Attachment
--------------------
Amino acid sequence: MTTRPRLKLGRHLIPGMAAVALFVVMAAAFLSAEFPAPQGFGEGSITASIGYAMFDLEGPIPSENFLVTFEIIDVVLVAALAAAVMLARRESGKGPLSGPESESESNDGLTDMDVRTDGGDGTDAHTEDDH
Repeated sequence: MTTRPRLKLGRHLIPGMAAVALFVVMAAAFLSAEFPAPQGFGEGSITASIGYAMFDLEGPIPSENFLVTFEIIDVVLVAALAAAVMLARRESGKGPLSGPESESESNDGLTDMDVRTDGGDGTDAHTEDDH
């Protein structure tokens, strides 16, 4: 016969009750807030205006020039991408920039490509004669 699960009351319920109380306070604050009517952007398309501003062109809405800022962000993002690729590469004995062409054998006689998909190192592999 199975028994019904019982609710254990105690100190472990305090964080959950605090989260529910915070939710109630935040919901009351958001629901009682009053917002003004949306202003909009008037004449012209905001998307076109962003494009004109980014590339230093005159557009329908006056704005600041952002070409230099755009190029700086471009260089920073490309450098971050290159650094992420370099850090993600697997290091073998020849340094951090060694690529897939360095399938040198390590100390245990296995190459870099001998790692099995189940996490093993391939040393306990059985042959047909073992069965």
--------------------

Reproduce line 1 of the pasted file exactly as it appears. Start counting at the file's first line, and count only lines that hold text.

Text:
Amino acid sequence: MTTRPRLKLGRHLIPGMAAVALFVVMAAAFLSAEFPAPQGFGEGSITASIGYAMFDLEGPIPSENFLVTFEIIDVVLVAALAAAVMLARRESGKGPLSGPESESESNDGLTDMDVRTDGGDGTDAHTEDDH